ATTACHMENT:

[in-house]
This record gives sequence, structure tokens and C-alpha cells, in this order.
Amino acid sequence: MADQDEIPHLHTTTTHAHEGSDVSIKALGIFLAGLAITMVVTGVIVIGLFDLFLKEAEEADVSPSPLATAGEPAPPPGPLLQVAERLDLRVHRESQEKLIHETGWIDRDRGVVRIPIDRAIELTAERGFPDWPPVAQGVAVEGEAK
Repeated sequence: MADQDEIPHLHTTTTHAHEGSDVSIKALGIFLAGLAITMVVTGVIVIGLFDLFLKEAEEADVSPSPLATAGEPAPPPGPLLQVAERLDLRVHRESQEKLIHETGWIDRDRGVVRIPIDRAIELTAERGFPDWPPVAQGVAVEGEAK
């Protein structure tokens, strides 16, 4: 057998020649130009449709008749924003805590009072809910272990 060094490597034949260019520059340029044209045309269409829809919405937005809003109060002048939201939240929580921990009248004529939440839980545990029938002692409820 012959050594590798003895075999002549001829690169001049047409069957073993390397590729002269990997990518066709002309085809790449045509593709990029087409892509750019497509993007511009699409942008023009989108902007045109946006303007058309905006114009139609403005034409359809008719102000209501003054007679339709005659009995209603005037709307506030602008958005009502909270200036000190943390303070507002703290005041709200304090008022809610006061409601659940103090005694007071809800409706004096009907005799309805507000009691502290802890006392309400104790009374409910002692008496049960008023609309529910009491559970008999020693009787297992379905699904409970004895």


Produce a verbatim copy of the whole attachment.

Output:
[in-house]
This record gives sequence, structure tokens and C-alpha cells, in this order.
Amino acid sequence: MADQDEIPHLHTTTTHAHEGSDVSIKALGIFLAGLAITMVVTGVIVIGLFDLFLKEAEEADVSPSPLATAGEPAPPPGPLLQVAERLDLRVHRESQEKLIHETGWIDRDRGVVRIPIDRAIELTAERGFPDWPPVAQGVAVEGEAK
Repeated sequence: MADQDEIPHLHTTTTHAHEGSDVSIKALGIFLAGLAITMVVTGVIVIGLFDLFLKEAEEADVSPSPLATAGEPAPPPGPLLQVAERLDLRVHRESQEKLIHETGWIDRDRGVVRIPIDRAIELTAERGFPDWPPVAQGVAVEGEAK
């Protein structure tokens, strides 16, 4: 057998020649130009449709008749924003805590009072809910272990 060094490597034949260019520059340029044209045309269409829809919405937005809003109060002048939201939240929580921990009248004529939440839980545990029938002692409820 012959050594590798003895075999002549001829690169001049047409069957073993390397590729002269990997990518066709002309085809790449045509593709990029087409892509750019497509993007511009699409942008023009989108902007045109946006303007058309905006114009139609403005034409359809008719102000209501003054007679339709005659009995209603005037709307506030602008958005009502909270200036000190943390303070507002703290005041709200304090008022809610006061409601659940103090005694007071809800409706004096009907005799309805507000009691502290802890006392309400104790009374409910002692008496049960008023609309529910009491559970008999020693009787297992379905699904409970004895």